Finding joy in sorrow sounds like a contradiction, and an insane one at that. How can a person possibly find anything worthwhile in the midst of pain?
That is one of the great challenges of the Christian life. When we study the Bible closely, we discover that both Jesus and Paul had mastered this secret. Is it possible for you and me to learn it too?
The single life is no piece of cake. It's laced with real emotional hardship, as you know only too well. Along the way, there's plenty of tragedy and grief as we try to find a mate, support ourselves, and battle the ever-present problem of loneliness.
The idea of finding joy in the midst of such turmoil sounds insulting. How can a single person possibly feel anything other than the emotions of the moment?
The key lies in understanding the true nature of joy. We have to distinguish it from happiness, which is a temporary thing caused by favorable circumstances. Nobody is happy all the time. Only small children think that's possible.
No, joy is a condition that endures through happy and sad times. Joy can trigger happiness, but it doesn't always. Joy is deeper. It's richer because it comes from a different place. Joy comes from the unchangeable truths of God about you.
Jesus and Paul both knew joy that lived in them no matter what. More than any other human beings, they were aware of how God felt about them.
Let's take Paul, since he was human exactly like us. From his letters, we know he got discouraged. He had low times when things didn't go the way he hoped. In that sense he was a typical single person. Yet in his darkest depths, he never doubted that God loved him and was with him.
You can get through anything if you know in your heart that God is with you.
That's one of the great sources of joy, and we can be assured that God is with us because he promises exactly that:
…God has said, “Never will I leave you; never will I forsake you." (Heb. 13:5, NIV)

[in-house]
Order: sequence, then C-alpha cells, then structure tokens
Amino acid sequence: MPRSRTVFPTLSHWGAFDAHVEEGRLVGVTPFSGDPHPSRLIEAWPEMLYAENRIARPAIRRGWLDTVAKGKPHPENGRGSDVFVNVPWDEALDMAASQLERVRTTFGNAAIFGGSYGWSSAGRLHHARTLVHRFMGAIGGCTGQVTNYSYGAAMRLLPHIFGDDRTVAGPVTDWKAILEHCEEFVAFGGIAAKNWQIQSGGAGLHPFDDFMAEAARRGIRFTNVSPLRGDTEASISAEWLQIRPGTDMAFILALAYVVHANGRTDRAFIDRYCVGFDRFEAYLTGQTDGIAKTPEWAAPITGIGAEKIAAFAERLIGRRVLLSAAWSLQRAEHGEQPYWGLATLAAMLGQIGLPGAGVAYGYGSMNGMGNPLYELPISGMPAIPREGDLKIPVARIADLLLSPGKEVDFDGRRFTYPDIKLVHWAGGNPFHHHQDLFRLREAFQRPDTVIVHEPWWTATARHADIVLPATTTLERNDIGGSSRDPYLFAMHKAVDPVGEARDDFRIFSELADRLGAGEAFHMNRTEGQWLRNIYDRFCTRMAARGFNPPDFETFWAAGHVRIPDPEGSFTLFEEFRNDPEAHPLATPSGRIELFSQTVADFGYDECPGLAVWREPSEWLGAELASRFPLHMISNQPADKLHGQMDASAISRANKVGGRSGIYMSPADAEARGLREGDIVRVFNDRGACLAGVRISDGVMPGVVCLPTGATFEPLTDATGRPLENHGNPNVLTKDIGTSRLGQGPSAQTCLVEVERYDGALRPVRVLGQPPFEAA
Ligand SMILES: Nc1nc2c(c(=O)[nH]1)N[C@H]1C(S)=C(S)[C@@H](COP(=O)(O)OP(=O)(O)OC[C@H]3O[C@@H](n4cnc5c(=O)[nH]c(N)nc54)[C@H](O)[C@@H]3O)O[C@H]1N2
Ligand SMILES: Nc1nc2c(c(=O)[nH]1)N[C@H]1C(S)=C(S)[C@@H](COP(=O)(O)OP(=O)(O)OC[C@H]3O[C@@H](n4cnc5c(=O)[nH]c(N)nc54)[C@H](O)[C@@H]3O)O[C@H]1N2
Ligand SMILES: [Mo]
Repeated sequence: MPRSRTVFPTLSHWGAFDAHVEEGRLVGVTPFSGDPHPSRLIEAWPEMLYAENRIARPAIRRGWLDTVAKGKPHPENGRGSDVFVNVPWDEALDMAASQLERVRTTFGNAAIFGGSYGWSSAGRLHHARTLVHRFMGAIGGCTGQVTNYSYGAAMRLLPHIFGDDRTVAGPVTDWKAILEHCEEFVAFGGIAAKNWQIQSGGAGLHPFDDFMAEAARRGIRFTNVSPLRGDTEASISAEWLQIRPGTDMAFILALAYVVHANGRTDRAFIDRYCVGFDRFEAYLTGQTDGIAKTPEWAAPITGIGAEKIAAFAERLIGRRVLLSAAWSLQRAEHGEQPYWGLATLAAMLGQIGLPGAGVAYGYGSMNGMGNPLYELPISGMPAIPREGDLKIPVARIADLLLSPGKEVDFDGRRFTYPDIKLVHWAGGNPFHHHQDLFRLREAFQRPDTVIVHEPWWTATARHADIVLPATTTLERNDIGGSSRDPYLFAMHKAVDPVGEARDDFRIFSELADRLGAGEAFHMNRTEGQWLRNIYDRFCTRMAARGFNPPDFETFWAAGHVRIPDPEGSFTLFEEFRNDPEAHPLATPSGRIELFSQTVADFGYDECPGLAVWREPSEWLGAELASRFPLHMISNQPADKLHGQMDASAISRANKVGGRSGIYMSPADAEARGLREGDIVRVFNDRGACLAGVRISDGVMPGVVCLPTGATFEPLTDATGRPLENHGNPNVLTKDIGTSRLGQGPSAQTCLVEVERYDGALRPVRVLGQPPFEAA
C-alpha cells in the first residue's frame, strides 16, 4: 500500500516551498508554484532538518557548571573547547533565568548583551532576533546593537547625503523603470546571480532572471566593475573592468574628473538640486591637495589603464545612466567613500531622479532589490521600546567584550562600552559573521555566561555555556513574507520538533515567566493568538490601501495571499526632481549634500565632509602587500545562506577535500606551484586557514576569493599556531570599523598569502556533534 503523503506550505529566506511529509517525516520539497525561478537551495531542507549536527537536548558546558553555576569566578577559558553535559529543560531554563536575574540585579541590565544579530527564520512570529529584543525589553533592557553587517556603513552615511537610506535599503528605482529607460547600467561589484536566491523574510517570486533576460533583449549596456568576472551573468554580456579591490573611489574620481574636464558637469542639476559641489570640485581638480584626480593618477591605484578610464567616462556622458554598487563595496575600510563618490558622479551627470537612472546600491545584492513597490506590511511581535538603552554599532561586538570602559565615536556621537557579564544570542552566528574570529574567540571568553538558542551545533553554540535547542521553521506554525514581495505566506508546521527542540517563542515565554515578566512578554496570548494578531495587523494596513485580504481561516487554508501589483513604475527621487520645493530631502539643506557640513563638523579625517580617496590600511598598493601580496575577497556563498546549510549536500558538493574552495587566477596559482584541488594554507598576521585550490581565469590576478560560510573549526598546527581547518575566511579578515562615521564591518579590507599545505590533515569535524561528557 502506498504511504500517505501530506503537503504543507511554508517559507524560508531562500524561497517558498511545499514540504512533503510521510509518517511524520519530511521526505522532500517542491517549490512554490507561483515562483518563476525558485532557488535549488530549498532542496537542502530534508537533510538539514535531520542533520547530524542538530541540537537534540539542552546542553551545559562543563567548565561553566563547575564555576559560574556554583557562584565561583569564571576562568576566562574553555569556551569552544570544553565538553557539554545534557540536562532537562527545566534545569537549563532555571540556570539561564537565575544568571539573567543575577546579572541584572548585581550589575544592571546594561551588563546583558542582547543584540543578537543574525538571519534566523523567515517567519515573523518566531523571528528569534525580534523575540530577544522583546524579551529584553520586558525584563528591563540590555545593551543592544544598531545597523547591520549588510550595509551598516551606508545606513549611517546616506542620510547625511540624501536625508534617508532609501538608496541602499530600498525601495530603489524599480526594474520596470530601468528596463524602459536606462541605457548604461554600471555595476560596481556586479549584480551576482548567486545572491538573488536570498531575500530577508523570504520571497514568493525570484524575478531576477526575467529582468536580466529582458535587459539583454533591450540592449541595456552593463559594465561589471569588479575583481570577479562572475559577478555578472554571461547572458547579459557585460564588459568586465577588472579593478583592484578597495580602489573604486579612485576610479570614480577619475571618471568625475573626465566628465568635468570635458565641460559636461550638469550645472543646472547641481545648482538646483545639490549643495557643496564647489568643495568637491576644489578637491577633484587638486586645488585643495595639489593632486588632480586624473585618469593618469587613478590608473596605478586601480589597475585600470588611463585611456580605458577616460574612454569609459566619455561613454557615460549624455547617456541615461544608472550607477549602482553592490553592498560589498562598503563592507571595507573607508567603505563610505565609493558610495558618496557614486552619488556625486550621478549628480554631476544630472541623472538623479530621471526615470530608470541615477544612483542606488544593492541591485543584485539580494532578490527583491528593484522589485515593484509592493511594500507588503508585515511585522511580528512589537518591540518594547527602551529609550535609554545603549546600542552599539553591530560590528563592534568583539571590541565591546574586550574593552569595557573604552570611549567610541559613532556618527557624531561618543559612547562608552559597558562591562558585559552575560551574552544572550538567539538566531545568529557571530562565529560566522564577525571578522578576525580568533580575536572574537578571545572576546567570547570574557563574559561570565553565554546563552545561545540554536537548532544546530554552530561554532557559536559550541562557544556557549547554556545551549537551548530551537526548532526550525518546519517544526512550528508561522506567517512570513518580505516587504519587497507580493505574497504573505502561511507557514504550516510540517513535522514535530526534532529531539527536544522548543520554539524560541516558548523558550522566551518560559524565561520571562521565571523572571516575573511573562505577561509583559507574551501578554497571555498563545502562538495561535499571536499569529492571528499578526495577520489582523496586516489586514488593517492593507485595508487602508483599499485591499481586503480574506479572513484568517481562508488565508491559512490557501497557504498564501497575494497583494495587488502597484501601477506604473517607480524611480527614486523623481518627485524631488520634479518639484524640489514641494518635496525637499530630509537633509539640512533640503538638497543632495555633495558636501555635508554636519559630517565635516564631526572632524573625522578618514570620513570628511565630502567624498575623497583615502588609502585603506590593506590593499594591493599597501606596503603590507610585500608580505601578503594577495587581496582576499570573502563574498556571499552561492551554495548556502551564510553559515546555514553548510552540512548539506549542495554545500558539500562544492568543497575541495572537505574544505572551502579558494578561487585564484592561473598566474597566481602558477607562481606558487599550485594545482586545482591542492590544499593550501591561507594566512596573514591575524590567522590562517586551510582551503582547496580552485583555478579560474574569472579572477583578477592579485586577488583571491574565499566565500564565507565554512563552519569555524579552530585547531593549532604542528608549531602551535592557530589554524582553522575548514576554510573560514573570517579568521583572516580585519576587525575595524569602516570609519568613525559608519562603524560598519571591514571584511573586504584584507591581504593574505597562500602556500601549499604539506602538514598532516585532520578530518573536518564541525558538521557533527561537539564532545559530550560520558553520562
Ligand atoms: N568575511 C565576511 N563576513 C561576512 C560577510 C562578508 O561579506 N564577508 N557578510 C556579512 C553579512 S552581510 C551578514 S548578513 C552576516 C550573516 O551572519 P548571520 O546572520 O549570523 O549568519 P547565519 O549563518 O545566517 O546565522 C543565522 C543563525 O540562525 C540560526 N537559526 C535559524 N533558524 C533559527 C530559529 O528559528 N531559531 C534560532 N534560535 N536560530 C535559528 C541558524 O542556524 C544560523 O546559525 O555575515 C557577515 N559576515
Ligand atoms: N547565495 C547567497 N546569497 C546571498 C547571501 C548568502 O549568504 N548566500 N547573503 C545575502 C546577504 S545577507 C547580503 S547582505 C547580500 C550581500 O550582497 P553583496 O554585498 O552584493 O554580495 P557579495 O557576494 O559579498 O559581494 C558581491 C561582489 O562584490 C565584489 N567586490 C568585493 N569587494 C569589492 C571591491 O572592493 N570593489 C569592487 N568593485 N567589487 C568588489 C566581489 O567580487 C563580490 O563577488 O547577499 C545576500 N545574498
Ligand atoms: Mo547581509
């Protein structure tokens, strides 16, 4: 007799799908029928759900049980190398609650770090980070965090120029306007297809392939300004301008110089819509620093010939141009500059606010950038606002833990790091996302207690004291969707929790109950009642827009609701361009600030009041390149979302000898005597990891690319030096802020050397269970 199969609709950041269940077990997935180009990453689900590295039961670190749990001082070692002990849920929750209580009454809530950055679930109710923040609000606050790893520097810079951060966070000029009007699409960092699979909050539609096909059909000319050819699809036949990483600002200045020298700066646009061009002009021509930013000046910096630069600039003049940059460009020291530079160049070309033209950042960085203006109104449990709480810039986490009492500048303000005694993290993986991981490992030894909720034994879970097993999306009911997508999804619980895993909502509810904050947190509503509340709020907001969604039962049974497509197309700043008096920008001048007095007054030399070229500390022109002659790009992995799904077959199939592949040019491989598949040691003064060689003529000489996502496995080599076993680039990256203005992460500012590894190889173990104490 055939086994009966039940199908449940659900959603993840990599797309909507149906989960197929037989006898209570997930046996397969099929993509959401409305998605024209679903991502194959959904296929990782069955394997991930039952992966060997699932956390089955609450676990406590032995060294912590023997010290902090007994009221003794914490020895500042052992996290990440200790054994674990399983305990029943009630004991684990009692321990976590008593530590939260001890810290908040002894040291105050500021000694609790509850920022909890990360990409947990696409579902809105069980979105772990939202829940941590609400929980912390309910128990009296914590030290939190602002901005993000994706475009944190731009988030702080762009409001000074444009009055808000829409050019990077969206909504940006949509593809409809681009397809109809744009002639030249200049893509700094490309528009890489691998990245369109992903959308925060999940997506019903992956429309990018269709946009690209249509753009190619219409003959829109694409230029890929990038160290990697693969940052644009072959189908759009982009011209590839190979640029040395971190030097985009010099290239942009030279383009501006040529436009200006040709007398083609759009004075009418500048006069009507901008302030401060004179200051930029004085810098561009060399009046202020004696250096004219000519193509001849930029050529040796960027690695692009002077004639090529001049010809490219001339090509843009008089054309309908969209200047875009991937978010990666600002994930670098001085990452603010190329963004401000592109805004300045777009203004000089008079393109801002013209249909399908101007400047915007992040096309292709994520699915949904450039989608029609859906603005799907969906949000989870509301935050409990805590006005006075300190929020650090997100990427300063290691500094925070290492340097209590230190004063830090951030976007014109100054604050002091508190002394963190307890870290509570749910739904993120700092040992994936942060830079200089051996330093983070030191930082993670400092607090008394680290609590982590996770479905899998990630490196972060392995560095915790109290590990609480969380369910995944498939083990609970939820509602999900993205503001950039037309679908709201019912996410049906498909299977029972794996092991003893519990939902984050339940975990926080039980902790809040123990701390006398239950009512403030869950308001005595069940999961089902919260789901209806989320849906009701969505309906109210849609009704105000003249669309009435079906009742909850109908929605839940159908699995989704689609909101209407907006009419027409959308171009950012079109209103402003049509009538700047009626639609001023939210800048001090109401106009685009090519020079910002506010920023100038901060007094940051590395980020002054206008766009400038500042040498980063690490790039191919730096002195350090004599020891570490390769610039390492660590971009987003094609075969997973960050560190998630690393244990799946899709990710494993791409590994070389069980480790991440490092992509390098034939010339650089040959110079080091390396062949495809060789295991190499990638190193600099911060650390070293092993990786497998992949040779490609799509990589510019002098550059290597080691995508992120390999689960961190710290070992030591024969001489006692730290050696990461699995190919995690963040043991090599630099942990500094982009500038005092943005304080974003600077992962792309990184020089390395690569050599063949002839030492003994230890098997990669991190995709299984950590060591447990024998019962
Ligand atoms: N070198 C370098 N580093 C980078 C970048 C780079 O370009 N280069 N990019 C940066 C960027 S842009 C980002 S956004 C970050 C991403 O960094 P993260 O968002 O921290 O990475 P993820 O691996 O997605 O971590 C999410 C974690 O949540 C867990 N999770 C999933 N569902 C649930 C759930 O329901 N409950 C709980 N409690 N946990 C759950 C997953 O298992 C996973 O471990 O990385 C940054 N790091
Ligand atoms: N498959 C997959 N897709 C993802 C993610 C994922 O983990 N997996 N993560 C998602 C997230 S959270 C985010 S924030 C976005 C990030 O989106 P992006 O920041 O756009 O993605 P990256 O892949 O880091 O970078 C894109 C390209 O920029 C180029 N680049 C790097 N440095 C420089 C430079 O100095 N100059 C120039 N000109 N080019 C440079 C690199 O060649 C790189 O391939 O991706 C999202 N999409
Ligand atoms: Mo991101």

Along with God's presence comes his love, his guidance, his comfort, and his protection. You can count on those things because God is the perfect Father, and a father takes care of his children.
Paul was wise enough to know that he couldn't trust his feelings, and neither can we. You may not feel "joyful," in your personal tragedy, but the truth is that you don't feel happy, which we often confuse with joy. Joy is not necessarily happiness but a sense of assurance. You may not even feel assurance of God's presence, but again, our feelings are not trustworthy indicators of what's going on. God is always with you whether you can feel it or not.
When my father died, when relationships fell apart, when I got laid off from my job, the two times I had cancer, I went through the grieving process. That's normal and healthy. You need to allow yourself to grieve, too. But deep down inside, I understood that Christ lived in me through the Holy Spirit. He wasn't going anywhere. He was giving me strength I needed to get through each crisis. There was no way I could feel happy in the midst of such pain. But I could know the joy of God's unfailing presence.
He said he will never leave you, and God never lies.
So how do you get this joy in sorrow? How can you be certain God is with you, even though you don't feel that way?
You go to God's Word, the Bible, and read his truth. You simply can't trust your feelings, but you can trust God's promises.
Here's a little homework for you. Rather than my printing the verses here, go to your Bible yourself and read them:
When you have doubts about your future: Jeremiah 29:11-13
When your heart is breaking: Psalm 147:3
When you're afraid to do something: Deuteronomy 31:8
When worry controls your life: Psalm 55:22
When you don't know what to do: Psalm 32:8
When you feel alone: John 14:16-18
Believing God, trusting him rather than your emotions is a battle you'll have to fight all your life. Satan--and there is a Satan--wants you to go with your feelings rather than the truth. He fans your doubts like an old time blacksmith used a bellows to stir up his fire.
Joy in sorrow is remembering what you already know. It's reminding yourself that heaven is your true home, not this world of grief. It's recalling what Jesus did for you on the cross.
You may not feel happy. You may not feel like dancing. But you can know joy if you live in what God has done for you already and what he's going to do for you in the future.